Facebook is the largest social-networking site in the world, but investors who purchased stock are still questioning revenue, which is one of the reasons why fell below its $38 offer in its second trading day.
The 11 percent drop in its stock price was surprising, and it concerned enough investors to get out before it tanked, but it was all premature. There’s a lot of blame going around as investors point fingers at Morgan Stanley to the Nasdaq Stock Market itself. Facebook will either meet expectations as the most anticipated initial public offerings (IPO) in history, or it will simply tank leaving many questions unanswered.
“It was like the gang that couldn’t shoot straight,” said Michael Mullaney, who helps manage $9.5 billion as a chief investment officer at Fiduciary Trust in Boston. He said he placed Facebook orders for clients. “The underwriters mis- estimated what actual demand was, and there was pure execution failure coming out of the Nasdaq.”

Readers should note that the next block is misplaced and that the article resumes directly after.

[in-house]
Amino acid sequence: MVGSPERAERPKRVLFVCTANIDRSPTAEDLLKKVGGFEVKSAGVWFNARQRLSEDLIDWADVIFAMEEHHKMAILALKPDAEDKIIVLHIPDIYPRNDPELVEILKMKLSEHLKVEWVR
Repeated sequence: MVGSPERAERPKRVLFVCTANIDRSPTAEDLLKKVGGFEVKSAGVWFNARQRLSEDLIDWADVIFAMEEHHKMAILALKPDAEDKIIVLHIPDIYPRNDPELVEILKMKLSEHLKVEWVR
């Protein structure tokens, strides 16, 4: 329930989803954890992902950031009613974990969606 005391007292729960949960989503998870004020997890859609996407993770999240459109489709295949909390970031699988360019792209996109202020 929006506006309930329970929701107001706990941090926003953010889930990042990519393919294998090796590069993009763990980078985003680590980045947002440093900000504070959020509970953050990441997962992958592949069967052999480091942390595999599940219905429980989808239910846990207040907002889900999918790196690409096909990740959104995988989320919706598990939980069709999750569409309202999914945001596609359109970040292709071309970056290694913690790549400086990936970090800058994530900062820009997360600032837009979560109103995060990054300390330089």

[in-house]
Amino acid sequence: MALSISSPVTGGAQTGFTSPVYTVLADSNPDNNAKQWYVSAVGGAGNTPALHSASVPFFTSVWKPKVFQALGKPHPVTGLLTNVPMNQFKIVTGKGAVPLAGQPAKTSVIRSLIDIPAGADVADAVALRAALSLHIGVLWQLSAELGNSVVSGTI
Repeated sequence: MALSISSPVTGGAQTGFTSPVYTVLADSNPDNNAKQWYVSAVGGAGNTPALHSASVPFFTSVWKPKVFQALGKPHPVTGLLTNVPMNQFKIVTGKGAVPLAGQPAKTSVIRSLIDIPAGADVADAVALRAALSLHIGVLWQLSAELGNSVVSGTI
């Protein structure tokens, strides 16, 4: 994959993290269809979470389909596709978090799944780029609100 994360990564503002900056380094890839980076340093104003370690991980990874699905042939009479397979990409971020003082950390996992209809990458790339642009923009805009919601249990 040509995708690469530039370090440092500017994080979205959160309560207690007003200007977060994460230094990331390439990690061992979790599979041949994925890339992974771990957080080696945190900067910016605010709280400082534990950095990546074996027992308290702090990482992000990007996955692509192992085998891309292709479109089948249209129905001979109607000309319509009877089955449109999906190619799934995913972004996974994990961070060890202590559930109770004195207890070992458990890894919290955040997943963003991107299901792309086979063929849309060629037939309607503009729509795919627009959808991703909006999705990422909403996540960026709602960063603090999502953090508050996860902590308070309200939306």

Taking the most heat is Morgan Stanley, said Mullaney. The bank was lead underwriter among the 33 firms Facebook hired to manage the $16 billion sale of stock. The bank decided with Facebook executives to boost the size and price days before the May 17 IPO, ignoring advice from some co-managers, said people with knowledge of the matter, who declined to be identified because the process was private.
Facebook increased the number of shares being sold in the IPO by 25 percent last week to 421.2 million and raised its asking price to a range of $34 to $38 from $28 to $35. Had Facebook kept the original terms, investors may have had a better shot at a first-day pop. Instead, the stock was little changed in its debut because Morgan Stanley intervened to prevent it from falling below the IPO price.
If it’s a failed IPO, only time will tell, but the real question is whether the company can earn as much money as it boasts about the number of users it has on the Web.